The last promising hypothesis for further research comes from Reynolds et al. (2007). In that study, the authors compared adolescent smokers and nonsmokers and found that smokers perceived delayed rewards as less certain, which might possibly explain the differences in relation to addiction and increased temporal discounting that has been shown by recent robust meta-analyses (Amlung et al. 2017) and would provide a basis for experiments that also consider the perception of the certainty of future events.

Taken together, our findings provide a possible account for the mechanism of the magnitude effect, which, in our opinion, might be a product of the effects of large monetary gains being perceived as more certain across delays. We did not find an amount-dependent relation of the future inherent risk perception and the rate of temporal discounting in the domain of losses, which is in line with previous findings. We are aware, however, that we did not test any other explanations provided by theories explaining the magnitude effect.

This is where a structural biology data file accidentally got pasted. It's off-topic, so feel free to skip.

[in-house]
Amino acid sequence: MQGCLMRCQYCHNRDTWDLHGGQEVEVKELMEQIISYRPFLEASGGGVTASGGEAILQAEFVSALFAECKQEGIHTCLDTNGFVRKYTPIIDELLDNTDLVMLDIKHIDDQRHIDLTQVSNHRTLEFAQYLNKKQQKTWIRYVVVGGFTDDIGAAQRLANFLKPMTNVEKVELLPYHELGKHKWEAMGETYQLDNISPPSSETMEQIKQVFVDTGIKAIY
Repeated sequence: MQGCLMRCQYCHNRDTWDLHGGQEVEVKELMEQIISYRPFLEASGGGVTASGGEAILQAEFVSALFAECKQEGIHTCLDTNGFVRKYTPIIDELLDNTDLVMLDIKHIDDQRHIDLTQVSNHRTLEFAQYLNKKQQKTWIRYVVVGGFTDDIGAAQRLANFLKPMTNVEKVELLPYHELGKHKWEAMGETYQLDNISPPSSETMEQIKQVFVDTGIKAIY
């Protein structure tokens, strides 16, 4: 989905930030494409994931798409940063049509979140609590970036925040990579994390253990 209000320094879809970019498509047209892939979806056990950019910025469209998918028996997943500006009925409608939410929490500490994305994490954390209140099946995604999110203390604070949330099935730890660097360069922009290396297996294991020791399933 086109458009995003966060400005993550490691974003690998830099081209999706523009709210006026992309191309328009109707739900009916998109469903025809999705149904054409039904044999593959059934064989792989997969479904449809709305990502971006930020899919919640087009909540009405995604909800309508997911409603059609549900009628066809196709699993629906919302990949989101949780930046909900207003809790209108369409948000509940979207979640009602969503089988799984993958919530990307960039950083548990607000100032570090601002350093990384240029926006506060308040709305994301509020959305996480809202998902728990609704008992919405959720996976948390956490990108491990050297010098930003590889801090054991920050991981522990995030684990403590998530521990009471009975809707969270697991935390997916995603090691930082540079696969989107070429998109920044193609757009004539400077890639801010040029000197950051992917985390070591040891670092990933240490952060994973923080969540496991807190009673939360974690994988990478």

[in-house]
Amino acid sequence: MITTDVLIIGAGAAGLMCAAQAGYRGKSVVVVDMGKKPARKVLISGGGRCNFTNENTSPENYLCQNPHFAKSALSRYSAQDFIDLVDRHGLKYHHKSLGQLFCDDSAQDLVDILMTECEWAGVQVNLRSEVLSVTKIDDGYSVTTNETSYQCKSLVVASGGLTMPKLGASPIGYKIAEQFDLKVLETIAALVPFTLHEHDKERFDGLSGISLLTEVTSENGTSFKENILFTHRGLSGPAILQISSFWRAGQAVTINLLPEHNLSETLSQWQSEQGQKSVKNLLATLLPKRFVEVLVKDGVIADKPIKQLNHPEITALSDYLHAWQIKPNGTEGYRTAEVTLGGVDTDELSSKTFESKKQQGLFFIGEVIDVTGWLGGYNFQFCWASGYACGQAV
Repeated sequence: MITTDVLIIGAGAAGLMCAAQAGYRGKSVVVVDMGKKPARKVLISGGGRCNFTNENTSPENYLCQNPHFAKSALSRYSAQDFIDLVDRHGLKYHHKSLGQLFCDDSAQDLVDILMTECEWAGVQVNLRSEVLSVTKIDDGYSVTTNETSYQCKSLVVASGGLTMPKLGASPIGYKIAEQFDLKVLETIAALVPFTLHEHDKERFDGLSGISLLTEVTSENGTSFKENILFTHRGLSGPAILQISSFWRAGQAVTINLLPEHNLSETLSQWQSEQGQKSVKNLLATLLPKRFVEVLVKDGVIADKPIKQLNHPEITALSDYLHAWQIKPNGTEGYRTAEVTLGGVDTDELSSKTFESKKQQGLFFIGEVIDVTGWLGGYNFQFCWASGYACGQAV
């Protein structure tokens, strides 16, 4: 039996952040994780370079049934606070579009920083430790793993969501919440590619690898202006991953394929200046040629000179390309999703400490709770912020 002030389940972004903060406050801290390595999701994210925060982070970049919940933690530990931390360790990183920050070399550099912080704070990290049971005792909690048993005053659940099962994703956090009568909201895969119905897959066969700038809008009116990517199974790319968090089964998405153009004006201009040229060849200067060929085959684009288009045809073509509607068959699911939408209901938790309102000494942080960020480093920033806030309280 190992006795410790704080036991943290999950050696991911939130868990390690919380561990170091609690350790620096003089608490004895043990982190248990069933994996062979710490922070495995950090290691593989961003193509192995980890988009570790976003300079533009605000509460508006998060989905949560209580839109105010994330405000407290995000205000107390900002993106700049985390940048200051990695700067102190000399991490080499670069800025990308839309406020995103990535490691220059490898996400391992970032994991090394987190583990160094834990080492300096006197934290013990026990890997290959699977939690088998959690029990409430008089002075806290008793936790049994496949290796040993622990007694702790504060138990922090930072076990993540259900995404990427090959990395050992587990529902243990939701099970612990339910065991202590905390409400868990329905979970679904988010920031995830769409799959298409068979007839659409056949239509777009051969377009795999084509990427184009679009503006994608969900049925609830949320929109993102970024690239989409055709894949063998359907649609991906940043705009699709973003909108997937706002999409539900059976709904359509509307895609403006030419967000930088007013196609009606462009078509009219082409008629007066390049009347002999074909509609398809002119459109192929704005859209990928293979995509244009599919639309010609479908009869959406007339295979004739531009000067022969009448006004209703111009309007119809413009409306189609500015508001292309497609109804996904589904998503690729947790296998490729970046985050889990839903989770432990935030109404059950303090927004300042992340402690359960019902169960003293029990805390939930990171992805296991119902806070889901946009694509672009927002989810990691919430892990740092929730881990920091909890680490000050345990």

Notes

  1. 1.

    Calculated using the formula ΔAICc = n*ln(SSe/n) + 2*p + (2*p*(p + 1))/(n-p-1), where n is number of data points (indifference points), p refers to the number of parameters in a model, and SSe is the residual (error) sum of squares obtained from nonlinear regression.

  2. 2.

    ΔAICc was calculated as the difference between AICc of a given model and AICc of the model with the best fit (lowest value), resulting in ΔAICc = 0 for the best model

References

  1. Ainslie, G. (1975). Specious reward: A behavioral theory of impulsiveness and impulse control. Psychological Bulletin, 82(4), 463–496. https://doi.org/10.1037/h0076860.

    Article  PubMed  Google Scholar 

  2. Ainslie, G., & Haslam, N. (1992). Hyperbolic discounting. In G. Loewenstein & J. Elster (Eds.), Choice over time (pp. 57–92). New York: Russell Sage Foundation.

    Google Scholar 

  3. Akaike, H. (1974). A new look at the statistical model identification. IEEE Transactions on Automatic Control, 19(6), 716–723. https://doi.org/10.1109/TAC.1974.1100705.

    Article  Google Scholar 

  4. Amlung, M., Vedelago, L., Acker, J., Balodis, I., & MacKillop, J. (2017). Steep delay discounting and addictive behavior: A meta-analysis of continuous associations. Addiction, 112(1), 51–62. https://doi.org/10.1111/add.13535.